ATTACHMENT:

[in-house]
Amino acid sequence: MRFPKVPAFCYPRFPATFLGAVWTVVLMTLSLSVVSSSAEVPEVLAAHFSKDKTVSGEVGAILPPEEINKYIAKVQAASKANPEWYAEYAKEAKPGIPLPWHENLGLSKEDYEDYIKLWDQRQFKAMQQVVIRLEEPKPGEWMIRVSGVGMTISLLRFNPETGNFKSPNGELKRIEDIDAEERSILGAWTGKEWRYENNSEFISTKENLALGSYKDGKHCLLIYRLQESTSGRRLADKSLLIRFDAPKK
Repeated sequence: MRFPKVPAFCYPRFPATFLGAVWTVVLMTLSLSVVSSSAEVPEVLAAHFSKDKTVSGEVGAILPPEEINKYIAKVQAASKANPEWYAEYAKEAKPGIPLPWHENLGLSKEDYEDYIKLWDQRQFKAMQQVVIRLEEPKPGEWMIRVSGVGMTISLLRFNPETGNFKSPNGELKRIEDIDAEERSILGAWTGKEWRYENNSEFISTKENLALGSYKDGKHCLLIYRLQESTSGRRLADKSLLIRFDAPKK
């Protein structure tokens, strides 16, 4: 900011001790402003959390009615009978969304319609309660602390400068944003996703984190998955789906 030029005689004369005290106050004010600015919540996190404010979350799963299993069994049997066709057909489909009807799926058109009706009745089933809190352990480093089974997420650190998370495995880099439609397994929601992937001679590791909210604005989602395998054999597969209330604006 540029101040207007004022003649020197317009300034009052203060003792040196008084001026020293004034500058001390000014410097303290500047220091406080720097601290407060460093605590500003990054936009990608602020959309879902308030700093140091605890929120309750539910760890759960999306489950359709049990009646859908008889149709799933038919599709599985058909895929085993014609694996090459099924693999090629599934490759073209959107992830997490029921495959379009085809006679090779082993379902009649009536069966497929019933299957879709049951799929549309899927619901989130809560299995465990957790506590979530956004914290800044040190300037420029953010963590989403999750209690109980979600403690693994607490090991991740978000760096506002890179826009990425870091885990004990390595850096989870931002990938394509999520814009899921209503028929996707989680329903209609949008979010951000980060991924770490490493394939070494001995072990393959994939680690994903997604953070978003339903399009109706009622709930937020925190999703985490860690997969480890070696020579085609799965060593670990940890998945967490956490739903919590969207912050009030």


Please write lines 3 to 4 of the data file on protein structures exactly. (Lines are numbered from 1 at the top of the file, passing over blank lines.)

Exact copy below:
Repeated sequence: MRFPKVPAFCYPRFPATFLGAVWTVVLMTLSLSVVSSSAEVPEVLAAHFSKDKTVSGEVGAILPPEEINKYIAKVQAASKANPEWYAEYAKEAKPGIPLPWHENLGLSKEDYEDYIKLWDQRQFKAMQQVVIRLEEPKPGEWMIRVSGVGMTISLLRFNPETGNFKSPNGELKRIEDIDAEERSILGAWTGKEWRYENNSEFISTKENLALGSYKDGKHCLLIYRLQESTSGRRLADKSLLIRFDAPKK
């Protein structure tokens, strides 16, 4: 900011001790402003959390009615009978969304319609309660602390400068944003996703984190998955789906 030029005689004369005290106050004010600015919540996190404010979350799963299993069994049997066709057909489909009807799926058109009706009745089933809190352990480093089974997420650190998370495995880099439609397994929601992937001679590791909210604005989602395998054999597969209330604006 540029101040207007004022003649020197317009300034009052203060003792040196008084001026020293004034500058001390000014410097303290500047220091406080720097601290407060460093605590500003990054936009990608602020959309879902308030700093140091605890929120309750539910760890759960999306489950359709049990009646859908008889149709799933038919599709599985058909895929085993014609694996090459099924693999090629599934490759073209959107992830997490029921495959379009085809006679090779082993379902009649009536069966497929019933299957879709049951799929549309899927619901989130809560299995465990957790506590979530956004914290800044040190300037420029953010963590989403999750209690109980979600403690693994607490090991991740978000760096506002890179826009990425870091885990004990390595850096989870931002990938394509999520814009899921209503028929996707989680329903209609949008979010951000980060991924770490490493394939070494001995072990393959994939680690994903997604953070978003339903399009109706009622709930937020925190999703985490860690997969480890070696020579085609799965060593670990940890998945967490956490739903919590969207912050009030």